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City's trash, recycling pickup fees to be less than town's

Garbage and recycling collection will cost most city homeowners less than their counterparts in the Town of Lockport are paying, under the new privatized system that the Common Council is expected to approve July 6.

Although the exact prices have not yet been set, Council President Richelle J. Pasceri on Wednesday offered ranges for the user fees connected with the three sizes of garbage cans.

She said the annual price for the smallest size, a 35-gallon garbage tote, will range from $110 to $120. The 65-gallon container will cost $145 to $155 a year, and the largest size, a 95-gallon tote, will carry a fee of $175 to $185.

The Town of Lockport billed its residents $176.15 this year.

The city will supply residents with two containers: the garbage tote of their choice and a 65-gallon recycling tote.

The garbage will be picked up weekly and the recycling every other week.

Dawn M. Timm, Niagara County environmental science coordinator, said that it costs a private hauler $80 an hour to put a garbage truck on the road, while it costs the city $100 an hour. The difference is in the crew's wages and benefits.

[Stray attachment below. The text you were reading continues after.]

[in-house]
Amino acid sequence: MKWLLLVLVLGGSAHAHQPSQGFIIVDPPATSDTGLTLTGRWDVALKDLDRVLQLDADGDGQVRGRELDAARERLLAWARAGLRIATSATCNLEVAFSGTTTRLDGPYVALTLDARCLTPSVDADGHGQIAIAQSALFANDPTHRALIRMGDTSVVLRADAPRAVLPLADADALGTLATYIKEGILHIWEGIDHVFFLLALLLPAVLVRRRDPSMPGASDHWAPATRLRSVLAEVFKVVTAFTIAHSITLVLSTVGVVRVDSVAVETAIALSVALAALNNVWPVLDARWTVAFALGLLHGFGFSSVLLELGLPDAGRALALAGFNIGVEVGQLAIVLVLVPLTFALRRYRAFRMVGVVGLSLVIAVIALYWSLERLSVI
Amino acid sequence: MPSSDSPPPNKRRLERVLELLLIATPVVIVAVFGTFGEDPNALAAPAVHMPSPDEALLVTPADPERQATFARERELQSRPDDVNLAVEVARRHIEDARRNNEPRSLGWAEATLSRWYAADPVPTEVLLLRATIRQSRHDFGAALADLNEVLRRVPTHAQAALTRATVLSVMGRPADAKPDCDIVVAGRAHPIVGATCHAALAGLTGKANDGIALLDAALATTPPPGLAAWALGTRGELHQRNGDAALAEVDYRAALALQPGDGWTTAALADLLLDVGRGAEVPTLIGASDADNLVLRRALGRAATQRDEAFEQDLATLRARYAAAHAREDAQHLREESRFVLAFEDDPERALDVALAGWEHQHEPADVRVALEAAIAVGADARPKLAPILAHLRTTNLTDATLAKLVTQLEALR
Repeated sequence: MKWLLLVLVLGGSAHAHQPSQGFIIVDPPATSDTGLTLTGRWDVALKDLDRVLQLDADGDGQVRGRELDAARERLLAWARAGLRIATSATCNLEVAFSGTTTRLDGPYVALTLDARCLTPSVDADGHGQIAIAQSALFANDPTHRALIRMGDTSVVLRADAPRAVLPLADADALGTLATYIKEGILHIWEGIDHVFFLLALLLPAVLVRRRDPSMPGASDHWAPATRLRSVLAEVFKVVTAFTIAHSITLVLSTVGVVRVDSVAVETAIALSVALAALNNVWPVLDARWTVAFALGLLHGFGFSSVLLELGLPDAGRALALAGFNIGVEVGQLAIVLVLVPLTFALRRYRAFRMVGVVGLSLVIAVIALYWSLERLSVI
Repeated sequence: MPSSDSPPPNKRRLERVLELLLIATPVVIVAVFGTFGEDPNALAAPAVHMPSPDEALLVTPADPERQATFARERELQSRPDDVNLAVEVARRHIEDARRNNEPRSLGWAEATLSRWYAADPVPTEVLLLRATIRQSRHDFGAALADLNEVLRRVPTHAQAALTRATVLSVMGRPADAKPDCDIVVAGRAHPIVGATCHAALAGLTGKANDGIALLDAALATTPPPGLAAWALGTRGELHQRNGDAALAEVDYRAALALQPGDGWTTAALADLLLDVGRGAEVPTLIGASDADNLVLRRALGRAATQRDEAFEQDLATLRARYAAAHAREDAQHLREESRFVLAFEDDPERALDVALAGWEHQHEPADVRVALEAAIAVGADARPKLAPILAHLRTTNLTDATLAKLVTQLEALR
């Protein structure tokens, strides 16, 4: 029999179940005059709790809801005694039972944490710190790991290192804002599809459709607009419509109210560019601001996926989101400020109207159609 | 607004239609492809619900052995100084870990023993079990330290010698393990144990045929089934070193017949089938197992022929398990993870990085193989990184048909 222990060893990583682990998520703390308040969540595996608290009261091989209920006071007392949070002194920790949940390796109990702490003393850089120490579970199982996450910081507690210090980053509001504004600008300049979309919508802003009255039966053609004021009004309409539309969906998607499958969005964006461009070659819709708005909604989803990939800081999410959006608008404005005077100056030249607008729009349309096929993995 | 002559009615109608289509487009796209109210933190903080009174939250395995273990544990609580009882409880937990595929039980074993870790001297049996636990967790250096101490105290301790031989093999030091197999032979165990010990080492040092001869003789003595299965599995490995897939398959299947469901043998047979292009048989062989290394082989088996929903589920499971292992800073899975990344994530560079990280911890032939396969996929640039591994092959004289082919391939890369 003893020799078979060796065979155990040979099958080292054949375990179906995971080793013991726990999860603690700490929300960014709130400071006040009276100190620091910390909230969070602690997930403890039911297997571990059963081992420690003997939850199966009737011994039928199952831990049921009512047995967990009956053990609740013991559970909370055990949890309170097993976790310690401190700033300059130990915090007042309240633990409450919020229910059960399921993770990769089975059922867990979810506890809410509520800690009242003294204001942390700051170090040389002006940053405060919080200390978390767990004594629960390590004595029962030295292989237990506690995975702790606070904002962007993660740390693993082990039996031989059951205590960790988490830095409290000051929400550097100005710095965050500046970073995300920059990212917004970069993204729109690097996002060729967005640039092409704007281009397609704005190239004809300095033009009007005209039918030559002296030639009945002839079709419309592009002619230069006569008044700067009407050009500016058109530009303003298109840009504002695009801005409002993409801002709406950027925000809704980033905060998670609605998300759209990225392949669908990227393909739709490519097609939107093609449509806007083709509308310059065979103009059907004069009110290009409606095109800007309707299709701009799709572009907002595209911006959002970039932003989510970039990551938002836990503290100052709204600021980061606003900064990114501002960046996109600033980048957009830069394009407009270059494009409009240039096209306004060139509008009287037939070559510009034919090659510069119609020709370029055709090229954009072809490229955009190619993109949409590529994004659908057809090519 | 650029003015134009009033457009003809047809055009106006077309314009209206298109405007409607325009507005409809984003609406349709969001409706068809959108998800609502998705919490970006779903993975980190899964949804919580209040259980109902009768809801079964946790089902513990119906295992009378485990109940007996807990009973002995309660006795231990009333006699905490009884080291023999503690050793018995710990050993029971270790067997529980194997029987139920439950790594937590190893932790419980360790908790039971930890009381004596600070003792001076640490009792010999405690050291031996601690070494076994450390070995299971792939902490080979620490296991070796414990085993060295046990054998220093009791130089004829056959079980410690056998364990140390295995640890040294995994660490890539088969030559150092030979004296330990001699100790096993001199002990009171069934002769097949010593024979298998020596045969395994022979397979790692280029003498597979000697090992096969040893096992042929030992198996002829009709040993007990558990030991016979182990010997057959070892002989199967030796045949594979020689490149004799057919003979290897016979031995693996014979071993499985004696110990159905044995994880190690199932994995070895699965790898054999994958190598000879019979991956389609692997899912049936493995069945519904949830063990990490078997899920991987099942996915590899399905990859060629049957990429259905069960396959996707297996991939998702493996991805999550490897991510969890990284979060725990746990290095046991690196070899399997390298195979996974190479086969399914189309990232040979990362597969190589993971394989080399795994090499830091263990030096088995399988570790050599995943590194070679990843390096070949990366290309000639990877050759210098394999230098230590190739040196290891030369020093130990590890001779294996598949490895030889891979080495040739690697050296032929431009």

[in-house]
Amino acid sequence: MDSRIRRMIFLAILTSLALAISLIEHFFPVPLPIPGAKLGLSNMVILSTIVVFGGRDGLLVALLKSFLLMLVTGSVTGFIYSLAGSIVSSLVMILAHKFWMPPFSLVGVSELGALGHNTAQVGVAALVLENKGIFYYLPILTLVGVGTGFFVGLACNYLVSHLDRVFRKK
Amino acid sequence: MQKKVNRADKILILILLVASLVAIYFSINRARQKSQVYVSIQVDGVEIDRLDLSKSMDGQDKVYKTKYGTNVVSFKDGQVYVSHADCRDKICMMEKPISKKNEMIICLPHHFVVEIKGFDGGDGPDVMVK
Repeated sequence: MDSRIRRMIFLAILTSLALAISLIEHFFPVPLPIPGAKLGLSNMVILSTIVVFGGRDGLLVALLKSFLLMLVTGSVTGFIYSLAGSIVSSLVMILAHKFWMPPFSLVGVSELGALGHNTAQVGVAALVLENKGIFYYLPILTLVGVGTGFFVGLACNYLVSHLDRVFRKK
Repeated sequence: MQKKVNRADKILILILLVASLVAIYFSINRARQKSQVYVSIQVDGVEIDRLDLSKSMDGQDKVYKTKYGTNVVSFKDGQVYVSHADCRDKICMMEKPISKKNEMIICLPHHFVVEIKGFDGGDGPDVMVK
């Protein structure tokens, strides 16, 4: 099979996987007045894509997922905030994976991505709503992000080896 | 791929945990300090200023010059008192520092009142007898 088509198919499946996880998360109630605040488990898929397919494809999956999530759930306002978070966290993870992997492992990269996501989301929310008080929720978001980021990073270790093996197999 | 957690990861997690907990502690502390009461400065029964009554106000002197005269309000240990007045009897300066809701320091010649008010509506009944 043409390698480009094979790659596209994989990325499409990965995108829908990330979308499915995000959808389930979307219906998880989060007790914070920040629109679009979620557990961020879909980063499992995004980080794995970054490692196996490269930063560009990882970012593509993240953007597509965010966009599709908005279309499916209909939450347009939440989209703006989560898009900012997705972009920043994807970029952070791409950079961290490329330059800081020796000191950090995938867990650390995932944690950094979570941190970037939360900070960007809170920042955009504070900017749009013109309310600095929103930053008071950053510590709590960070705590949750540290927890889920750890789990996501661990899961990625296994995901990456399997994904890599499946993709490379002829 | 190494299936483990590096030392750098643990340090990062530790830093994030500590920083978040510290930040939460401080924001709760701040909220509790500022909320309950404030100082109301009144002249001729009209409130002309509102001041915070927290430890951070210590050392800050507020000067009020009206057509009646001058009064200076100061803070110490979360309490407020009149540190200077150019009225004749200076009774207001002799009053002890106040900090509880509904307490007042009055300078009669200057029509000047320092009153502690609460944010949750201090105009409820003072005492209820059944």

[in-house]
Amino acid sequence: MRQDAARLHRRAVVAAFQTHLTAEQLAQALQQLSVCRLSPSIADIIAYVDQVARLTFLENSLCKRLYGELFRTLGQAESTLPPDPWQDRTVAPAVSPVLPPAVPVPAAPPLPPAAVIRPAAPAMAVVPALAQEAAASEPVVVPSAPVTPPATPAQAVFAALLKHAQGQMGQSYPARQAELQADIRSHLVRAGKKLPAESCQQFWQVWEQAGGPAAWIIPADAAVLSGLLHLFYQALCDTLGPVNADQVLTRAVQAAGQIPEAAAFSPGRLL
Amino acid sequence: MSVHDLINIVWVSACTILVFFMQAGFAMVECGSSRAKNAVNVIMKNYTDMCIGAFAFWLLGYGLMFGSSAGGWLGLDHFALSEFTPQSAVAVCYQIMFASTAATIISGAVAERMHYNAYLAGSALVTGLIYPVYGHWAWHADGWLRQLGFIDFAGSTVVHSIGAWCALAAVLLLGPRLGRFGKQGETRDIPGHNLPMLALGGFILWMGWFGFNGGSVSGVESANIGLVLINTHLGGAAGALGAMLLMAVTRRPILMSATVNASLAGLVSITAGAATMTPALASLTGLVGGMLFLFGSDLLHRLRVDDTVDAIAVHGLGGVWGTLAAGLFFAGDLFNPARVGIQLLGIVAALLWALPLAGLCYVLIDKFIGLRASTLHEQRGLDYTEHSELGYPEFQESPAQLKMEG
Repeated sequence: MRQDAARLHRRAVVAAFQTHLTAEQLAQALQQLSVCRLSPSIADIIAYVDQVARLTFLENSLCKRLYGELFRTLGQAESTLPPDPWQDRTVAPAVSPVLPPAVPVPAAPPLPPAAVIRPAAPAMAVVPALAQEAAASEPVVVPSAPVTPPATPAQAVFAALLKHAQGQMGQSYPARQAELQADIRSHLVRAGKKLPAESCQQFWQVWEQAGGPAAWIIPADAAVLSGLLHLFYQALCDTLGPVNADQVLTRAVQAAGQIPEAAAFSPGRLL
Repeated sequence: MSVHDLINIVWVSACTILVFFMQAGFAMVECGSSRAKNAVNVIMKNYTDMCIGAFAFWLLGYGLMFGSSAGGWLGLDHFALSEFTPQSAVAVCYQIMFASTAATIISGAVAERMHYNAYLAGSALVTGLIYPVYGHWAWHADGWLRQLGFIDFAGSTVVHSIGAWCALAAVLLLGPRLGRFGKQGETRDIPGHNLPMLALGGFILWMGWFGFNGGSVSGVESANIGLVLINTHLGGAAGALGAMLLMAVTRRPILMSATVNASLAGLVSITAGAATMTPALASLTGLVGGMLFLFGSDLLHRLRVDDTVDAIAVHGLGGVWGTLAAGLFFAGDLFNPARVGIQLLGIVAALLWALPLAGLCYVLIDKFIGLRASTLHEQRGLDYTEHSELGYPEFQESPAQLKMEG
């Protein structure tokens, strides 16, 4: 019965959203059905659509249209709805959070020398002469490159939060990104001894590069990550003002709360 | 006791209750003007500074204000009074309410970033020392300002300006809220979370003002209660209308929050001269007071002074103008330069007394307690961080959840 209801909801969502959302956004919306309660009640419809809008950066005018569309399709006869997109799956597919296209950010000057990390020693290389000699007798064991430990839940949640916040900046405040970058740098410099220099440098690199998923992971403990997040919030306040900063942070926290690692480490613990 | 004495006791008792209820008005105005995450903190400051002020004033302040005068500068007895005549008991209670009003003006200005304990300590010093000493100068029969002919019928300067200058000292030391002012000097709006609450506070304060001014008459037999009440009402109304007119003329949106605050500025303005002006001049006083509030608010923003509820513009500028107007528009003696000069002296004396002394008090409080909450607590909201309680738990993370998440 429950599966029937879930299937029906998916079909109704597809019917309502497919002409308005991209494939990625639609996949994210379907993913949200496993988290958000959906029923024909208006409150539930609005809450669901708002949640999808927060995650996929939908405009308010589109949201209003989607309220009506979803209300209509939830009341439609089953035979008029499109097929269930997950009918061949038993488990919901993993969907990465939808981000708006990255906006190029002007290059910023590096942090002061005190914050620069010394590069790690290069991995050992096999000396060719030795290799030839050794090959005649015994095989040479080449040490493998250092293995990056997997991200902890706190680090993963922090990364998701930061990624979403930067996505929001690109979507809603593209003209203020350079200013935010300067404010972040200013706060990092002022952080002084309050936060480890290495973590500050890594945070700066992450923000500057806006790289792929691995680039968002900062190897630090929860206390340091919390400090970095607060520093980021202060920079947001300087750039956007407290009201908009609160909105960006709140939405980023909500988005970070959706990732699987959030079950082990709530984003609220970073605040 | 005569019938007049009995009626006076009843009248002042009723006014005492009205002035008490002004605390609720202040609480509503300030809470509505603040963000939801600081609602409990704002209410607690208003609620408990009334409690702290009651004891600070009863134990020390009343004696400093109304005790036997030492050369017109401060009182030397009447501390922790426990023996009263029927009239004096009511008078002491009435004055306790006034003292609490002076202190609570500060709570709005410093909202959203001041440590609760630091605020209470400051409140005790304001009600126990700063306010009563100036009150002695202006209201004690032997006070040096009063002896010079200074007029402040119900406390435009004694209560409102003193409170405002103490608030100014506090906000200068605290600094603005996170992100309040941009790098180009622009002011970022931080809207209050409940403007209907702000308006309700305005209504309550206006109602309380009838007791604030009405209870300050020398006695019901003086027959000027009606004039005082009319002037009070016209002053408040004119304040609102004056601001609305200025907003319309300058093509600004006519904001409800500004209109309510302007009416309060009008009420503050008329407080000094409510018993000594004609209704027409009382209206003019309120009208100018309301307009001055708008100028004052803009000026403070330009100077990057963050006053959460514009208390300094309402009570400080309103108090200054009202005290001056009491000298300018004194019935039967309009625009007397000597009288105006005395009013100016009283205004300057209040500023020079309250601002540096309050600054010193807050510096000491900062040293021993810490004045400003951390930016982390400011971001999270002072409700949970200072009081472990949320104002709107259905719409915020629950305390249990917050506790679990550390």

"At no time do the private costs come close to the public costs," said Timm, who calculated a savings of $428,148 in the first year and a total of $10.2 million saved during the first decade of privatization.

Timm said the totes will have computer chips under the rims, as well as a serial number embossed on the front.

She said the chips, which can be read by a scanner in a passing vehicle, will show whether the user fee has been paid and can be used to return a missing or stolen tote.

Also, they could be used to measure how much garbage is recycled. Timm said that there is an idea for a reward system based on the amount of recycling.

Corporation Counsel John J. Ottaviano said that unpaid user fees will be added to the following year's property tax bill but that service won't be cut off.

The City Treasurer's Office will handle the billing, but City Clerk and Budget Director Richard P. Mullaney said that it hasn't been decided exactly how and when the bills will be distributed.

City residents will be able to choose their tote during a six-week education period after the contract is awarded, Timm said.

Residents who choose the wrong container for their needs will be able to make one free exchange, Timm said. The city will sell tags for trash that doesn't fit in the totes.

The garbage totes will be blue, while the recycling bins will be a different shade of blue with a yellow lid, Timm said.

The recycling totes' lids are to be embossed with information about what can be recycled.

Timm said businesses will be allocated one weekly pickup of the 95-gallon container for the base fee, and they'll pay extra if they need more. Downtown businesses receive daily pickup now at no extra charge.


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